Neil Patrick Harris' 'Magic Misfits' books are for kids who are 'hungry for being treated like they're smart'

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The children of the people who think of Neil Patrick Harris as Doogie Howser, M.D., may actually know him best as an author of fantastic middle-grade books. That's totally by design. Ever since starring as the boy genius on the TV series, Harris decided he didn't want to be just one thing. With the third book in his Magic Misfits series out this fall, he also seems to be reaching out to kids who know they too contain multitudes.

The Magic Misfits is about a group of young magicians who each have their own unique talents and very different backgrounds. But they are bound together by friendship and their determination to fight back some nefarious villains threatening their small New England town of Mineral Wells.

The third in the four-book series, aptly titled The Minor Third, is an adventurous story that's also about balancing friendships and changing identities. It follows Theo Stein-Meyer, a violinist who can make things levitate with his bow. He develops his first crush, causing trouble within the group just as they have to face down a creepy ventriloquist who's probably up to no good.

"I wanted it to be a little bit creepy," Harris told Build Series host Ricky Camilleri of this new plot, which involves the ventriloquist's dummy turning up all over town. Though he admitted to trying his hand (or mouth?) at ventriloquism as a kid growing up in New Mexico, he knows that there is something just inherently unsettling about those voice-throwing illusionists.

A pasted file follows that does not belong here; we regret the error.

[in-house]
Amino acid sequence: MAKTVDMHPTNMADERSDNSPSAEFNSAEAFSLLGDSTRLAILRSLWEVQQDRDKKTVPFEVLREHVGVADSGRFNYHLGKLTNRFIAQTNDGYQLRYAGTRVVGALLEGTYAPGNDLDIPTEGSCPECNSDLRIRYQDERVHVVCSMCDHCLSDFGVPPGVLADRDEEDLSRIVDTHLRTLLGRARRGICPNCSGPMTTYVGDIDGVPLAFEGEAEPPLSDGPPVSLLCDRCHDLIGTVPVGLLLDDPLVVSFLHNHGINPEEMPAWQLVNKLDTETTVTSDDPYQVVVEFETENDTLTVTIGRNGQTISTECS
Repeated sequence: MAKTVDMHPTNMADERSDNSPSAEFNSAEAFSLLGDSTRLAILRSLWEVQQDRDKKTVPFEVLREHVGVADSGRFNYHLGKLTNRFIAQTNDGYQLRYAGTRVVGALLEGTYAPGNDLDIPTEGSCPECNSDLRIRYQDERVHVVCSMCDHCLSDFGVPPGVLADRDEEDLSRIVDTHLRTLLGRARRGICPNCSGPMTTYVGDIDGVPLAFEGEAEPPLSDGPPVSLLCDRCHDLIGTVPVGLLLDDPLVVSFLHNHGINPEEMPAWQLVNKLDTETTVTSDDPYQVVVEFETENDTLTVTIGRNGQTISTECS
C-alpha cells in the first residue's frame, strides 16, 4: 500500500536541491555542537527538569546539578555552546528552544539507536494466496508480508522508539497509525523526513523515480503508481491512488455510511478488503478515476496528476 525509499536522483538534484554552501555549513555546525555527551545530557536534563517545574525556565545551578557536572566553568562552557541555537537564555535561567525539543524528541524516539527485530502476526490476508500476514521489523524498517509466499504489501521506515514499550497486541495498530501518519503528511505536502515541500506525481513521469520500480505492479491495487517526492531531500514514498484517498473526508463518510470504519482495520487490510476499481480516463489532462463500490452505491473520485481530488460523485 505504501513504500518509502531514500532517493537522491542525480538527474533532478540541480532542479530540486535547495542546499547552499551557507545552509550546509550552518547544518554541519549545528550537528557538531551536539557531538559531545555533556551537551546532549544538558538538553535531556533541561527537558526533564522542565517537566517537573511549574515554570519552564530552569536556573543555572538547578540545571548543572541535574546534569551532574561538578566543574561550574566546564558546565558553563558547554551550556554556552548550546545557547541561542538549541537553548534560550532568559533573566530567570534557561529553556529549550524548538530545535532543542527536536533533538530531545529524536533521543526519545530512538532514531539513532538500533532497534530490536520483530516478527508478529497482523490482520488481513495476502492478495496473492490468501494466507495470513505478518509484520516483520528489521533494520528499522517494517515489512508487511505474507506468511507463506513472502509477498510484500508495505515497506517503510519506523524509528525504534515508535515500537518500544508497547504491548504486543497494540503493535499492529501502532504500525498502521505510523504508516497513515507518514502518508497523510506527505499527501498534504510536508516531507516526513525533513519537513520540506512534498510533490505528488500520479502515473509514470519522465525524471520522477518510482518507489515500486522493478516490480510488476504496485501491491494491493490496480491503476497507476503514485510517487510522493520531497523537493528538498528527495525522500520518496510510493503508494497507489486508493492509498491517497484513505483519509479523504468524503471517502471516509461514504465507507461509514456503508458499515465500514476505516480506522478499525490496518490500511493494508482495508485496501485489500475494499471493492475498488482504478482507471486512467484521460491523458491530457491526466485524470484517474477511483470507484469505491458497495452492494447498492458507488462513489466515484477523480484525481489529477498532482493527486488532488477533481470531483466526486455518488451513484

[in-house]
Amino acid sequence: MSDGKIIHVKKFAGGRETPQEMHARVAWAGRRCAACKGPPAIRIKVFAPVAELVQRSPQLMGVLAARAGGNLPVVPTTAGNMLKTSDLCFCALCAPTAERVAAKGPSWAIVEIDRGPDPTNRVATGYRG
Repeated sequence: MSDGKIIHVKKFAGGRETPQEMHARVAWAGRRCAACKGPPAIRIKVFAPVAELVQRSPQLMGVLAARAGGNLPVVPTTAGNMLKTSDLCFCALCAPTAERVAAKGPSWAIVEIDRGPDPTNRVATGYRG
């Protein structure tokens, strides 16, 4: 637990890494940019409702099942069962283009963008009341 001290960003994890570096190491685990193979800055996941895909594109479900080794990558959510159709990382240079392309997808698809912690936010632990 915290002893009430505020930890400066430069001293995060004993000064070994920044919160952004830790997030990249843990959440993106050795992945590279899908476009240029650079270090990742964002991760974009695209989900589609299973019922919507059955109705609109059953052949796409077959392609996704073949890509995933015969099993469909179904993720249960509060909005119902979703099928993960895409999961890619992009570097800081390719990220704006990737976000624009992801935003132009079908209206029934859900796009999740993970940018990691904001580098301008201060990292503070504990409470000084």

In addition to a straightforward narrative story, The Magic Misfits books also contain an interactive element. There are secret codes hidden throughout each novel, giving clues about the mysteries of the books.

The Magic Misfits: The Minor Third by Neil Patrick Harris is a Build Book Club Pick. (Photo: Amazon)

Shop it: The Magic Misfits: The Minor Third, $11.48, amazon.com

"As I love watching Netflix shows and watching movies in cinemas, I think there's something almost more exciting about immersive theater, immersive circuses, or finding out that there's different levels to things," Harris said. "Often the stuff that kids are asked to watch or read ends up being kind of simplified for them."

As the father of two 8-year-olds, Harris knows that kids can handle more than many adults give them credit for.

"I feel like they're hungry for being treated like they're smart and have subtlety and have nuance," he said. "Grimm's fairy tales were dark and a little bit acerbic because kids could handle it. I didn't want to write something that didn't have multiple layers."

Harris also has another mission with his novels: to spread his love of magic to a new generation. As a form of entertainment, he said magic often fluctuates between being "your awkward sweaty uncle doing bad magic at Thanksgiving" to the stuff of much-watched TV events, like in the heyday of David Blaine's specials.

"I certainly want to keep [magic] in the zeitgeist and make sure it's cool," he said. "I think it needs to be honored and respected."

Shop it: The Magic Misfits: The Minor Third, $11.48, amazon.com

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